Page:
Pike is one of more than 20 counties facing a loss of tax revenue
BOWLING GREEN—County Assessor Donna Prior said Walmart sent a letter protesting its tax assessment Thursday when the County Board of Equalization was convened.
The board met July 15 and 18 to hear any protests to the tax assessments by the county assessor.
“We’re not the only place they’re doing this,” said Prior. She believes Walmart was protesting its tax assessment in at least 25 Missouri counties, possibly more. Companies, such as Walmart, are allowed to file a protest by letter if they are also protesting in other counties.
As many as three other counties convened their Board of Equalizations on the same days as Pike County, Prior said, so it was not possible for the law firm representing Walmart to be in all the locations at the same time.
She assessed the tax on the multi-state’s Bowling Green location at a little more than $5.7 million. Walmart’s protest said its property tax assessment should only be just a little more than $4.5 million.
Prior said this sometimes happens when a new person is appointed by a company to review the tax assessment for that business.
“Sometimes they believe the tax value is too high,” Prior noted.
The cost to fight the protest, she added, could cost more than what the city would loose in tax revenue. A new appraisal would have to be made and an attorney hired to fight the protest.
“And that is expensive. The county does not have the money for a fight like this,” she said.
There is a possibility that Pike County could band together with the other counties that are facing the same protest, as was done when the utility Ameren fought its tax assessment in multiple counties.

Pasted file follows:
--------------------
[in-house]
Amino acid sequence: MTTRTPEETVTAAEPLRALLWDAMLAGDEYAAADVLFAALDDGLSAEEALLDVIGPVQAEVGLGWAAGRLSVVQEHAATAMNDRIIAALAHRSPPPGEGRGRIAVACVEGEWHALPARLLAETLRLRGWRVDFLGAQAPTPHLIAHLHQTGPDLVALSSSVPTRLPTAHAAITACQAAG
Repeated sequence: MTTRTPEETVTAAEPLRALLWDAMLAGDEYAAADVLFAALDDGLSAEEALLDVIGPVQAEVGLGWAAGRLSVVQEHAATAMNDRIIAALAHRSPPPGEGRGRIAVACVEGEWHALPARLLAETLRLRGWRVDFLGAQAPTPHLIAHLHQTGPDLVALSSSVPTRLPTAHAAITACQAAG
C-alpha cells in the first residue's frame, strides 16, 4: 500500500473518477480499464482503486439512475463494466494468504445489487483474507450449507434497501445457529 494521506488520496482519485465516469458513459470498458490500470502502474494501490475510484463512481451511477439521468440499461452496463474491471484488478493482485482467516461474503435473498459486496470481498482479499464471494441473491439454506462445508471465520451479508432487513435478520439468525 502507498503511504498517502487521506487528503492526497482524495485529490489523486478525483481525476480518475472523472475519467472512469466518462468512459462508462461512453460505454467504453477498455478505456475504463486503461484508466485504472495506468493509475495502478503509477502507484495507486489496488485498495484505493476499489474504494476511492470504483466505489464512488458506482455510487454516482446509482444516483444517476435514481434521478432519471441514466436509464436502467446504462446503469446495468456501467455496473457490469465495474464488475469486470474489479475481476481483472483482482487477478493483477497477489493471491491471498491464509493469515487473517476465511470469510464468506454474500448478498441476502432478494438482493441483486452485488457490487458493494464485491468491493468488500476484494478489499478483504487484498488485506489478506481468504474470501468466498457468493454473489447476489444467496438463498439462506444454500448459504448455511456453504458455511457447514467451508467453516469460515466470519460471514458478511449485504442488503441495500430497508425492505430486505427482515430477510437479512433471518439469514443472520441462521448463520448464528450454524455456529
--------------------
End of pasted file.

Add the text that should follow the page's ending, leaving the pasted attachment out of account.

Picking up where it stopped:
“We can still talk to them about this,” Prior said. She was meetings most of the day and did not know if the law firm representing Walmart had responded to her query.
A spokesperson for Walmart could not be reached before presstime.
Heritage Place protests too
Walmart was not the only protest being made Thursday. According to Prior, Heritage Place also protested its tax assessment.
“The attorney representing Heritage Place said the community is considered low-income housing and should get tax credits under section 42 of the tax code,” she explained.
Because of this, the tax assessment was changed before the hearing took place.
“I could not do anything about it,” she said. This is the first time the county was faced with a company that provided low-income housing, she noted.
For some Pike County communities, she added, the loss of tax revenue could have an impact on their school budgets.
The exact amount of change won’t be known until the final assessment is made.